Firms are being urged to consider the potential impact of the coronavirus outbreak on modern slavery.
The Australian Border Force (ABF) said factory shutdowns and order cancellations could increase the exposure of workers to modern slavery and companies should take steps to protect them.
“Factory shutdowns, order cancellations, workforce reductions and sudden changes to supply chain structures can disproportionately affect some workers and increase their exposure to modern slavery and other forms of exploitation,” said the ABF, which is resonsible for implementing the country’s criminal justice response to modern slavery.
“There are a variety of reasons why some workers may be more vulnerable to modern slavery. These include loss of income or fear of loss of income, low awareness of workplace rights, requirements to work excessive overtime to cover capacity gaps, increased demand due to supply chain shortages or the inability to safely return to home countries.”
In guidance the ABF said firms should take steps including the following:
• Maintaining supplier relationships and fostering open communication with suppliers about Covid-19 risks. Where practicable, entities should maintain supplier relationships, including honouring current contracts where possible and recognising that purchasing practices such as short production windows and last-minute or short-term orders may increase modern slavery risks for workers.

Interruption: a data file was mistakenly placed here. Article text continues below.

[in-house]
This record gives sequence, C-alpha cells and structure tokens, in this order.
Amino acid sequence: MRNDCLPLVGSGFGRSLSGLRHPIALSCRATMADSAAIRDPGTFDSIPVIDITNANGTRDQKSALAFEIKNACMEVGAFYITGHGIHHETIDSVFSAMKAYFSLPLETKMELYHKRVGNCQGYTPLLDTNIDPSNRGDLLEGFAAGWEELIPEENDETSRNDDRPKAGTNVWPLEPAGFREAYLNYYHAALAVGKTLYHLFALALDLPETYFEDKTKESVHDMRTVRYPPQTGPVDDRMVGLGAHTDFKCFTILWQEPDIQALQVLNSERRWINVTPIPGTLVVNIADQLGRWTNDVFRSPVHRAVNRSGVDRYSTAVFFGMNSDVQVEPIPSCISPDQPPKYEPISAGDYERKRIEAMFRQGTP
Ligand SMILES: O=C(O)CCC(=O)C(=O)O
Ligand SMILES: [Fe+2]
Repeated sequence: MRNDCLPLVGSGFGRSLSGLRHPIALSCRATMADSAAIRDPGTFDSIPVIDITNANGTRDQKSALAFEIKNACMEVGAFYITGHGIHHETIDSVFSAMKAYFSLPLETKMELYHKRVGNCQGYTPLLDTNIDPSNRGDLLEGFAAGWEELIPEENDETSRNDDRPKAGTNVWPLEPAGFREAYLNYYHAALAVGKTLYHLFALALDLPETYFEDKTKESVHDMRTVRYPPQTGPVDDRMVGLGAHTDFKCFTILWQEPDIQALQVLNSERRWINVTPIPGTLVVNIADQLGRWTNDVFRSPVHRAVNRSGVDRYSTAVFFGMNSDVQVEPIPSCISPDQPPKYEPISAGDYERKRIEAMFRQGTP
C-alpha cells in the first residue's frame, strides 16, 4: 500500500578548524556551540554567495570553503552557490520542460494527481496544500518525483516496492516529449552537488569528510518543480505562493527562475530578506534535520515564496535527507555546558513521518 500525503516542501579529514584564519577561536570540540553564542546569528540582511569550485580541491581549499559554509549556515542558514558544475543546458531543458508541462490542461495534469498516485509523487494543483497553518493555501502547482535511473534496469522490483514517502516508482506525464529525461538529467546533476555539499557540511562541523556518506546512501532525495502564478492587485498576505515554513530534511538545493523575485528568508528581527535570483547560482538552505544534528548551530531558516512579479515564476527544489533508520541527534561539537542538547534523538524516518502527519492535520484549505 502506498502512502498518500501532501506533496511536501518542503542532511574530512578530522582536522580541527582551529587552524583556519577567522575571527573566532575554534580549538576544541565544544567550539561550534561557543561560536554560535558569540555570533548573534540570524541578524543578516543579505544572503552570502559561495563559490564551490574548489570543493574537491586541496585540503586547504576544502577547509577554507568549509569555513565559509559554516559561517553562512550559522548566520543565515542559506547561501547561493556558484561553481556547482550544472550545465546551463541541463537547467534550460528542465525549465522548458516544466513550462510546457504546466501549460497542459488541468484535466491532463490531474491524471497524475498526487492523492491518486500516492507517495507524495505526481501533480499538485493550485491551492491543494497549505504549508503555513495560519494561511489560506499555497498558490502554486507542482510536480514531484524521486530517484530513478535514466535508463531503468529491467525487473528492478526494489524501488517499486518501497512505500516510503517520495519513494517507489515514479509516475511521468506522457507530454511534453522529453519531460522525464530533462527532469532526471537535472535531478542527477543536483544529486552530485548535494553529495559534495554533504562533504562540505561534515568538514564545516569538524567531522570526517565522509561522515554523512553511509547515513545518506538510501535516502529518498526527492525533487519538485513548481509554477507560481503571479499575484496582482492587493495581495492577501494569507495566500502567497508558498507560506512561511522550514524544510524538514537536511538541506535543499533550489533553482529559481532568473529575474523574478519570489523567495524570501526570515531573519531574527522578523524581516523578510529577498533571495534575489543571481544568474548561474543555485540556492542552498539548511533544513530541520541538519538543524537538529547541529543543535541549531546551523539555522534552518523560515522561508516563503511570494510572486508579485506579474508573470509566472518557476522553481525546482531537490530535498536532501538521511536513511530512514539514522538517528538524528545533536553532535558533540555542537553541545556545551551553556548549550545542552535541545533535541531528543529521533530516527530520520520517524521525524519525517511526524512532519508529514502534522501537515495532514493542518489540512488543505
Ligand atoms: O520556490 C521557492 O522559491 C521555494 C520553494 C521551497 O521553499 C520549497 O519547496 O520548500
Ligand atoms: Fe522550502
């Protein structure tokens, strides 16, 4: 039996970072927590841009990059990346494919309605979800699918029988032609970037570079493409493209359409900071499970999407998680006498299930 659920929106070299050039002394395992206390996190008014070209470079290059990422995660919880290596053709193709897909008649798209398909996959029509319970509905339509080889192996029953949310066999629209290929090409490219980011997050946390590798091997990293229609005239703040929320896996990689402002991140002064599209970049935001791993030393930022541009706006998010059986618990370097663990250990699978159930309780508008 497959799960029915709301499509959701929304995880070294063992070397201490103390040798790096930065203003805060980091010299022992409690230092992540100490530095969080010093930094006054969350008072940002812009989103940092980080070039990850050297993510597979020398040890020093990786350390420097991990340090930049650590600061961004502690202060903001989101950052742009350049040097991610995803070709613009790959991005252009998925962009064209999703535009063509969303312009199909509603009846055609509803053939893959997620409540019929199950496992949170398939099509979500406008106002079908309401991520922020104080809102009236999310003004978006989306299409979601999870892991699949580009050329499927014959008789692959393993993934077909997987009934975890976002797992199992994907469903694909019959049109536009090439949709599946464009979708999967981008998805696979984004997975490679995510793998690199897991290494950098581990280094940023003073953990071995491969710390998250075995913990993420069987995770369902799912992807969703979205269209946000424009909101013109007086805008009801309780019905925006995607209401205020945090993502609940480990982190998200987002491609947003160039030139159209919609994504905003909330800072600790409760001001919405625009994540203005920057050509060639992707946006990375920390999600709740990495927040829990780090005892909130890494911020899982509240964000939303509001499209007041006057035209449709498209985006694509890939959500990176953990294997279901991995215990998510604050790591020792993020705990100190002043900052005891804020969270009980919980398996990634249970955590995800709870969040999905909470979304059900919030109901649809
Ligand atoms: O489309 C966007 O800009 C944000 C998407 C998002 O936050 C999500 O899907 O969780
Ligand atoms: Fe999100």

• Paying for completed work and extending orders over time to help ensure ongoing cash flow for suppliers.
• Avoiding varying contracts unreasonably or seeking discounts from suppliers.
• Asking suppliers for information on steps they have taken to protect their workers from Covid-19, such as providing workers with protective equipment, providing sick leave or carer’s leave, and increasing cleaning in factories and buildings to minimise risk of infection.
• Asking suppliers whether there are ways they can work with the supplier to support affected workers, such as guaranteeing workers’ wages or leave conditions for set periods.
• Asking suppliers whether new or changed orders will require them to take on additional workers or require additional overtime from current workers.
• Continuing existing supplier due diligence and remediation processes and adjusting these processes where necessary to ensure risks linked to evolving supply chains and changing workforce structures are identified and addressed. This should include ensuring workers continue to have access to grievance mechanisms, such as hotlines.
• Collaborating with suppliers, workers, business peers, investors, civil society and trade bodies to identify best-practice approaches to protect and support vulnerable workers in global operations and supply chains.
• Informing and educating workers about modern slavery risks linked to the impacts of Covid-19.
• Redeploying workers to mitigate the impact of workforce reductions.
• Ensuring workers are protected from illness and related impacts by providing, for example, appropriate protective equipment, leave and pay arrangements during periods of self-isolation and, where appropriate, safe locations to self-isolate.
• Supporting the safe return of migrant workers.
• Reviewing key international resources and implementing, where applicable, guidance to support decent work in supply chains.
The ABF also said it was important for organisations to assess and address modern slavery risks during the outbreak and to report on these actions in modern slavery statements.
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